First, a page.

Friday, February 20, 2004

Nader's IN

FOXNews.com is reporting that - Nader to Jump in Presidential Race. Apparently, thanks to the link from Drudge, there is a good chance he'll do it on Meet the Press this Sunday. I simply can't believe that this would be good for the Democrats. Perhaps President Bush will benefit from the same thing that caused his father to lose a second term; Ross Perot and his 3rd party enabled a two-term Clinton Presidency.

Could it be that Nader would do the same for the President? It's interesting that the last 4 Presidential elections (I include the upcoming 2004 race) could reveal that the winner has, or will have, never received a majority of the votes. There appears to be a desire for a legitimate third party in this country. The problem is that the only successful third parties in this nation's history have been populist in nature, and the Green Party led by Nader or even Ross Perot's cult of personality, Reform party of the '90's failed to tap into truly populist themes. The Greens are still too liberal for the average American and Perot was a bit too wacky and his main theme, economic stability and growth, had already begun to turn around by the time of the election. Not to mention the lack of confidence exhibited by Perot when he withdrew, then re-entered the race.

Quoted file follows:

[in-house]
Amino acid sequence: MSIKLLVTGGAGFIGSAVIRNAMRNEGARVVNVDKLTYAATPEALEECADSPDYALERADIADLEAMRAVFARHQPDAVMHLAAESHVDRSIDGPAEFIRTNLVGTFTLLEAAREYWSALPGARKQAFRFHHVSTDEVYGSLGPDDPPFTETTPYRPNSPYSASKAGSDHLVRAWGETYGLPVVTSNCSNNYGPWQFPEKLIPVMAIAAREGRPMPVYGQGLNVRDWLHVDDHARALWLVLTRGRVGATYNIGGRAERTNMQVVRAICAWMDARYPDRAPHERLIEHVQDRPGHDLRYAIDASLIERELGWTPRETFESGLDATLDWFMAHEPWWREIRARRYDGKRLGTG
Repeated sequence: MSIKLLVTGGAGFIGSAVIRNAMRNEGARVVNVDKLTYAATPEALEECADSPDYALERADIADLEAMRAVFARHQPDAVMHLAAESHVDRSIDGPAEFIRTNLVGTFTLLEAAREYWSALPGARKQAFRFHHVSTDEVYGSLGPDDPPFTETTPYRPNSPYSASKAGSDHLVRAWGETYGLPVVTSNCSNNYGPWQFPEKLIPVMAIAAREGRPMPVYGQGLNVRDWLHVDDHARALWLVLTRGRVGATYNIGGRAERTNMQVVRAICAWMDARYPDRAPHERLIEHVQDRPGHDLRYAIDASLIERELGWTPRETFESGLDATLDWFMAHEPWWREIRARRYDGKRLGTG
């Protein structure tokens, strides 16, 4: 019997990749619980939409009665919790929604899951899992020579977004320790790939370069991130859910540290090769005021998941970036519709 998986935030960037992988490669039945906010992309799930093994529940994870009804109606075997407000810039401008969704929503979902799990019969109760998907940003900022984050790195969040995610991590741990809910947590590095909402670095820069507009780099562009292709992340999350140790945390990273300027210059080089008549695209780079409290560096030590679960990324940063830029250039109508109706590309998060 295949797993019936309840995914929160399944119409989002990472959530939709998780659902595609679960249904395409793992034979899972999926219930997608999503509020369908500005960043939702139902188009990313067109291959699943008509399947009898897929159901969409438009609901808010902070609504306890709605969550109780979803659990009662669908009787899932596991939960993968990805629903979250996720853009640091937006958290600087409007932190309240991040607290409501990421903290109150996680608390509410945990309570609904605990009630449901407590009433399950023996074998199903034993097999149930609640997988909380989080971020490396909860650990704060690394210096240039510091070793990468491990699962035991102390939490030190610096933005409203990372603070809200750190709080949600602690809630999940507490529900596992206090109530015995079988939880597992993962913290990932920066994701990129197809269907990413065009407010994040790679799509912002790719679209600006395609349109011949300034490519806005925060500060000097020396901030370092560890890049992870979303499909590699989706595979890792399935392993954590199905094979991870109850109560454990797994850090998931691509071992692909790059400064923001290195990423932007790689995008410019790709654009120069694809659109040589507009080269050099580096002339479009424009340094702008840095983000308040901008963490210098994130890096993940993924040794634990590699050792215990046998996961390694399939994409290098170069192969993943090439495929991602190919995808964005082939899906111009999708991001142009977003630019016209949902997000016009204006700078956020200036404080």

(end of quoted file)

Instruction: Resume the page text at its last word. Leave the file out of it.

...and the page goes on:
No, a successful third party would have to be in the middle. The Republican is the on the right, the Democrats on the left, only the middle remains. The opportunity is there for some organization to cherry-pick ideas, and presumably "interest groups." I bet that the vast majority of union members would go for a strong on defense, but protectionist candidate. One who won't be perceived as pandering to the extremes of either established party and who truly has "working Americans" in mind.

The greatest challenge would be to create an organization from scratch. That's why it would probably take a candidate who had established himself in one of the two parties to break away. John McCain is the obvious example, but there are others, such as any number of so-called Blue Dog Democrats. It would also take more than fielding a candidate at the top of the ticket. A successful 3rd party would have to simultaneously attempt to create state and local parties. It would have to be done on a broad front. Some states have recently had independent governors, such as Ventura in Minn. and King in Maine, who were relatively successful. Unfortunately, neither could really build a strong 3rd party even on the state level. So maybe it will be impossible, maybe one of the established parties will have to have a complete meltdown and then re-invent itself to appeal more to the "average American." Perhaps the United States can only really handle two parties. It's worked so far, but will it forever?

The cynicism that politics brings to the conversations of normal people can't be ignored. Americans are checking out of the political process because "politicians are all the same." The hold that the professional politicians have on our government is stronger than ever. It will take a genuinely thoughtful and charismatic individual to shake things up and reassert the ideals on which this country was founded. It may sound corny, but we really need to get back to a government "of the people, by the people, and for the people." Not one for the splintered special interest groups and the big money. Is this a pipe dream? Maybe . . . maybe not.

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